For a Christmas Day column, I present a piece on Claremont United Methodist Church’s annual Nativity display, which in recent years updates the traditional scene to comment on homelessness, war, immigration or other themes. This year, a dying Trayvon Martin is the centerpiece.
You can view photos of the past scenes and watch my 1:50 video interview with artist John Zachary.
I’ll be more curious than usual to hear the reaction to this column.
Oh, and merry Christmas!
A special screening of the classic French film “Contempt” in Claremont on Sunday drew not only cinema lovers, but the owners of the Laemmle theater chain, who reflected on the theater’s fortunes and the film’s star, Brigitte Bardot. That’s the first item in Friday’s column, which also works in items from Montclair, Chino, Chino Hills, Rancho Cucamonga and Pomona.
Reed Herrick and Lydia Clarke, seen at Grand Central Market.
The Cheese Cave, a Claremont gourmet food shop, is opening a second location, this one in downtown LA’s Grand Central Market. It’s a rare example of a business from the 909 expanding to LA rather than vice-versa. Wednesday’s column tells the story.
For careful readers, this is the interview in LA that I combined with a Metrolink trip to LA Opera last Wednesday, as mentioned in last Friday’s column.
Grand Central Market, founded in 1917, is one block north of the Pershing Square subway stop, making it easy to visit for Metrolink riders. The market is well worth a visit.
The Cheese Cave’s website is here, and a 2010 feature from this newspaper by my former colleague Wendy Leung offers a detailed, lyrical take on the shop.
Only in Claremont? Meditating young people obstructing the sidewalk between Coffee Bean and Jamba Juice encounter man’s best friend, who was as confused as the rest of us. A barking contest ensued. Video is here.
What may be Claremont’s most obscure monument has stood at Fourth and College since 1895. It commemorates a new Pomona College headquarters that was started miles away in the foothills in 1888 and never completed. But the cornerstone was rescued seven years later and moved to the Claremont campus. The strange story is in my Wednesday column.
I saw this poster on an Expo Line train last weekend in L.A. The MTA has posters for many, maybe all, of the county’s cities, which are displayed at various subway and train stations. The one for Pomona is, or at least was, at the Civic Center stop. This Claremont poster, with art by Jessica Polzin McCoy, is relatively new, as is the Expo Line itself. (it currently runs from Seventh Street downtown to Culver City. A second phase, to Santa Monica, is due in 2015.)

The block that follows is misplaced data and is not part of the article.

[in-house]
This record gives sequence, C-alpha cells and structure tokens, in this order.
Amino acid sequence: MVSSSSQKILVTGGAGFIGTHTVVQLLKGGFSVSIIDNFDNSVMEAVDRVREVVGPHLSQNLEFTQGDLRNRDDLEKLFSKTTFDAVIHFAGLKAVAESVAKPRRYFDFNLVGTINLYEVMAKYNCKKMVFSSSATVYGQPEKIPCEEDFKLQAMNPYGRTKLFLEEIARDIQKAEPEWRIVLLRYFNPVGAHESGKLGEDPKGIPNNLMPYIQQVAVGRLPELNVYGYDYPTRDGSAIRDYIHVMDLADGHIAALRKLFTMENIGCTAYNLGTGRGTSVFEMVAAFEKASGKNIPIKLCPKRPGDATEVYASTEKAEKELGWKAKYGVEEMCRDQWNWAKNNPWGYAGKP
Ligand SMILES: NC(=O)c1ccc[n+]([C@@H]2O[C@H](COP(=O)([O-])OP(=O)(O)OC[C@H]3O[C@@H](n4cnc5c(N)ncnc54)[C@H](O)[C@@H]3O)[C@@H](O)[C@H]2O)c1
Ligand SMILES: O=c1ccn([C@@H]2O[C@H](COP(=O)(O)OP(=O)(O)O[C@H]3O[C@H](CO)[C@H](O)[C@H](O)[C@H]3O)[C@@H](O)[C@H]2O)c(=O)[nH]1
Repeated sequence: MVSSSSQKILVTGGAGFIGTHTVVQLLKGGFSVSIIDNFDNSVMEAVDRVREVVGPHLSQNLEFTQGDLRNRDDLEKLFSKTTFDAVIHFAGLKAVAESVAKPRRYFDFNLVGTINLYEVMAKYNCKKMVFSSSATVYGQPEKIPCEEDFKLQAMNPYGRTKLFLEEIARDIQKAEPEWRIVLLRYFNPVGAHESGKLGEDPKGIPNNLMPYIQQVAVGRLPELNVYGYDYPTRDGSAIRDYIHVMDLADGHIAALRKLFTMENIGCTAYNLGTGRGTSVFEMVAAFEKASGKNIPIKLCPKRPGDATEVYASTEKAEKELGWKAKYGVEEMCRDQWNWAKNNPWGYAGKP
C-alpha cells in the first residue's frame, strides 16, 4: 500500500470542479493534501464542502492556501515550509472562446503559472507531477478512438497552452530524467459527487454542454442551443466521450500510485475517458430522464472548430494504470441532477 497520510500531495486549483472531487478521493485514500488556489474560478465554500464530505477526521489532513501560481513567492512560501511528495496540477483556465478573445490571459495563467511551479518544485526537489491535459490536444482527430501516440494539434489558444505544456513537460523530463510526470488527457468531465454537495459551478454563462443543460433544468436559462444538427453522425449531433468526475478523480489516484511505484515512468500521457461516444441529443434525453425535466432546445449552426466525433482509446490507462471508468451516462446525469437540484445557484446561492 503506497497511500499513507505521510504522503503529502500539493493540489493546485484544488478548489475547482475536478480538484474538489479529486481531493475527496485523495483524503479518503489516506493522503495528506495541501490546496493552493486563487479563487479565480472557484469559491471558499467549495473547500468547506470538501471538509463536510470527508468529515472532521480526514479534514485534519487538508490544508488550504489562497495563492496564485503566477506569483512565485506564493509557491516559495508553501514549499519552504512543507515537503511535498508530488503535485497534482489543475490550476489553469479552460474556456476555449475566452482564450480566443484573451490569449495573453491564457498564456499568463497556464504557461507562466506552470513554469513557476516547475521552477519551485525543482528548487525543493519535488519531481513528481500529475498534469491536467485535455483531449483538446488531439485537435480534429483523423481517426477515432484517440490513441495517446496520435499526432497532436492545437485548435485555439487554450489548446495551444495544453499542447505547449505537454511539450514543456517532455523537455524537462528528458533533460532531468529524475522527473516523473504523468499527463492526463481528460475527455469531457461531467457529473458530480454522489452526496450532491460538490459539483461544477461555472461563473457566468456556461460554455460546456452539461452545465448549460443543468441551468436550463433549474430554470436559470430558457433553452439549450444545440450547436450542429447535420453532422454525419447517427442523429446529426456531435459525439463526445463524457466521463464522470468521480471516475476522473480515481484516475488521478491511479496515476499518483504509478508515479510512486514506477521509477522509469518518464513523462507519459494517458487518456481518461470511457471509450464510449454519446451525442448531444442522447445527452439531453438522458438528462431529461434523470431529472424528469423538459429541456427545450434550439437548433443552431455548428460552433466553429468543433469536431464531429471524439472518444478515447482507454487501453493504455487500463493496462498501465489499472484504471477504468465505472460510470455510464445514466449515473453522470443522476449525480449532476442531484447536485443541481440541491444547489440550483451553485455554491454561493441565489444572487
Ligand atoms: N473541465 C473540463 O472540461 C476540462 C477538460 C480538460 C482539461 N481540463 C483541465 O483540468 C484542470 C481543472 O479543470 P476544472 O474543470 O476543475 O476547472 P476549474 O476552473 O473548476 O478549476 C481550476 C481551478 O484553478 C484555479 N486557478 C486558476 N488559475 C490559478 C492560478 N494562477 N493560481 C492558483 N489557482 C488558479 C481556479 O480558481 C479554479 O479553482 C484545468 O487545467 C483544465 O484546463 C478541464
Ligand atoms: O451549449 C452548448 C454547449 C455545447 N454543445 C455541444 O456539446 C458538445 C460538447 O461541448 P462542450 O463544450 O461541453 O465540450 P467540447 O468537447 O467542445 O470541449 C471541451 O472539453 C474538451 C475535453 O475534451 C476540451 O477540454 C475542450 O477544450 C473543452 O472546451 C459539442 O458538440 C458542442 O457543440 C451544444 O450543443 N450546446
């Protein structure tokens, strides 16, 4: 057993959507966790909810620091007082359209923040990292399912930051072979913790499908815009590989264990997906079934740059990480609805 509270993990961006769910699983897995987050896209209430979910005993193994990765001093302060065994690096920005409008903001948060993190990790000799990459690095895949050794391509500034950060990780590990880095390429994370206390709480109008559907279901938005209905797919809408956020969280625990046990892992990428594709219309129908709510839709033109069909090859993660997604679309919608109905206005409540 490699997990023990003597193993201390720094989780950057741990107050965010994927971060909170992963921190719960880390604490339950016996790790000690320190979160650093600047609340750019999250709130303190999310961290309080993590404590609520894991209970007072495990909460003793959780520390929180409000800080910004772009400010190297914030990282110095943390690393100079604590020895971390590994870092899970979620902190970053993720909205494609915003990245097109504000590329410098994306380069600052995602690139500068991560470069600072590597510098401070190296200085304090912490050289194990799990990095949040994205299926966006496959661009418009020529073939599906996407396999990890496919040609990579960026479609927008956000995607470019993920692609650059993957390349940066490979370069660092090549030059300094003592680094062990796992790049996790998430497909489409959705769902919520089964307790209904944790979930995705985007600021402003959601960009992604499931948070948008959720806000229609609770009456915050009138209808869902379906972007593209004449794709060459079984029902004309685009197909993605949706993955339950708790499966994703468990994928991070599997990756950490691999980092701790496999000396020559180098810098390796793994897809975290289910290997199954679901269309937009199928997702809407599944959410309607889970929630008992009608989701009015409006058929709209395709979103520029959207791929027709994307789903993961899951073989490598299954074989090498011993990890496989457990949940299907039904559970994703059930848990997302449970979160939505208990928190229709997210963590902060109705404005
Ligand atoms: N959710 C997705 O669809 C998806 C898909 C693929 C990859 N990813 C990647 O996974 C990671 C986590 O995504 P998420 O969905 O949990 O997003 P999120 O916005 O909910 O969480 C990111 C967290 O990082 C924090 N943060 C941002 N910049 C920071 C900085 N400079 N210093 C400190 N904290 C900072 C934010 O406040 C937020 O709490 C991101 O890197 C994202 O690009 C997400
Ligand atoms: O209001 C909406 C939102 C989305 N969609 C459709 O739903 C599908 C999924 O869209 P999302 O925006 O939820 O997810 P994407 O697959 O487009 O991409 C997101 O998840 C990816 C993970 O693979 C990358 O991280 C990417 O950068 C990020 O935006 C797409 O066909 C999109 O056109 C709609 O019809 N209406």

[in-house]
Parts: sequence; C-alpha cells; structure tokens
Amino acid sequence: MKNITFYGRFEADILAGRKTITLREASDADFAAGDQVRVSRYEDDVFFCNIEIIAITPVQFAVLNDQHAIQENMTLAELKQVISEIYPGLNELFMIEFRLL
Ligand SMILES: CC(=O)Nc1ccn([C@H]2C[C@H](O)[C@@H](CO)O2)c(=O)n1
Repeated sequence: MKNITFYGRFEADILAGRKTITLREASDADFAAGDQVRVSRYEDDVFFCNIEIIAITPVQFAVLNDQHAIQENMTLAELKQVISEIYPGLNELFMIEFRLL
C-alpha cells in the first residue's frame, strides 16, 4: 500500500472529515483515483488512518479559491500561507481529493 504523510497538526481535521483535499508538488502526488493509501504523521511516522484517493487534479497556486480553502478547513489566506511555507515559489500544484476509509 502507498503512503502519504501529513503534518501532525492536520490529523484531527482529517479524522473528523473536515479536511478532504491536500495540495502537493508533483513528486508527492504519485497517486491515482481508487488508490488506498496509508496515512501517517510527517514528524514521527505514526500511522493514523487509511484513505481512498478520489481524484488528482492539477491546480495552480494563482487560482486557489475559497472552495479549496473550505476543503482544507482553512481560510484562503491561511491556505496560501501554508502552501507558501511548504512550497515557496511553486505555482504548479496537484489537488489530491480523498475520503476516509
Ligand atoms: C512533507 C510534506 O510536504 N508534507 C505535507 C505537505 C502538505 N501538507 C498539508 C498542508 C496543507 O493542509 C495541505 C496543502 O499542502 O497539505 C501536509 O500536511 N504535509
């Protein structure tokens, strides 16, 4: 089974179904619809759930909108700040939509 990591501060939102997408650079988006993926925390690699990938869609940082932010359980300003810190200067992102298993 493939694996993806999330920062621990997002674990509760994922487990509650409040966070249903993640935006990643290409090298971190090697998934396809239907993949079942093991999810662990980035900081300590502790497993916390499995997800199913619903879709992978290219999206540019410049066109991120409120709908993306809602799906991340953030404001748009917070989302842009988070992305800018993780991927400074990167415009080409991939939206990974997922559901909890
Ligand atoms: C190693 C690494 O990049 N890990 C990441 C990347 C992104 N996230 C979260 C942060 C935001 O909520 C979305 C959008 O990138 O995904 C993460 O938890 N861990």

“Delicate watercolors depict a college town that flourishes within the creative environment of The Claremont University Consortium,” the text reads, “and opens an informal invitation to visit a backyard, ride a bike, step into a shady grove and attend school.”
I was a judge, one of 16, at the Claremont Pie Festival on Saturday. I describe the experience in my Wednesday column.
Above, I’m hard at work, a moment captured by impish Claremont Councilman Sam Pedroza, who wasn’t a judge (Corey Calaycay was) but kibitzed with us. Below, a typical serving, of which we generally ate half, and below that, the scene afterward in which bakers served free tastes of their entries.
And you can watch a 45-second video — my first, and it shows — of a portion of the pie-eating contest here.
The house at 1105 N. College Ave. in Claremont, subject of a column last July, may have a surprise purchaser: the University of La Verne. Friday’s column has the scoop.
Careful readers of the book “World War Z” have noted one incident in the war against zombies takes place at the Claremont Colleges. In full:
“Just outside of Greater Los Angeles, in a town called Claremont, are five colleges – Pomona, Pitzer, Scripps, Harvey Mudd and Claremont McKenna College. At the start of the Great Panic, when everyone else was literally running for the hills, three hundred college students chose to make a stand. They turned the Women’s College at Scripps into something resembling a medieval city. They got their supplies from the other campuses; their weapons were a mix of gardening tools and ROTC rifles. They planted gardens, dug wells, fortified an already existing wall. While the mountains burned behind them, and the surrounding suburbs descended into violence, those 300 kids held off 10,000 zombies! Ten thousand over the course of four months, until the Inland Empire could finally be purified. We were lucky to get there just at the tail end, just in time to see the last of the undead fall, as cheering students and soldiers linked up under the oversized, homemade Old Glory fluttering from the Pomona bell tower.”
Max Brooks, author of the 2006 novel, is a 1994 Pitzer graduate, and he gave the college’s 2011 commencement. A Claremont McKenna College writeup tells the whole story and links to a video of his speech.
The movie version, starring Brad Pitt (presumably not as a zombie) and probably not featuring the Claremont Colleges, is due in theaters Friday.